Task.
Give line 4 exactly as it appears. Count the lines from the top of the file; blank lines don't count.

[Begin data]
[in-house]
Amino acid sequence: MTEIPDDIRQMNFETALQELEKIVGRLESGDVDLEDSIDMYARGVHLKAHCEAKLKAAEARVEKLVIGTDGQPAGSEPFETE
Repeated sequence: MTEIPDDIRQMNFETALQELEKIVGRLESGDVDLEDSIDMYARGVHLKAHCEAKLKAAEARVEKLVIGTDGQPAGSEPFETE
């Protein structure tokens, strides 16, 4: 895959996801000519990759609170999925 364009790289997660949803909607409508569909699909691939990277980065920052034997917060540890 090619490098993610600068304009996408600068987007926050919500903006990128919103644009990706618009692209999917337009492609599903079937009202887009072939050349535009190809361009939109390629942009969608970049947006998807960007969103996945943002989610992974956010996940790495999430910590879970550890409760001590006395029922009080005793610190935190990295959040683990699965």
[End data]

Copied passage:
């Protein structure tokens, strides 16, 4: 895959996801000519990759609170999925 364009790289997660949803909607409508569909699909691939990277980065920052034997917060540890 090619490098993610600068304009996408600068987007926050919500903006990128919103644009990706618009692209999917337009492609599903079937009202887009072939050349535009190809361009939109390629942009969608970049947006998807960007969103996945943002989610992974956010996940790495999430910590879970550890409760001590006395029922009080005793610190935190990295959040683990699965």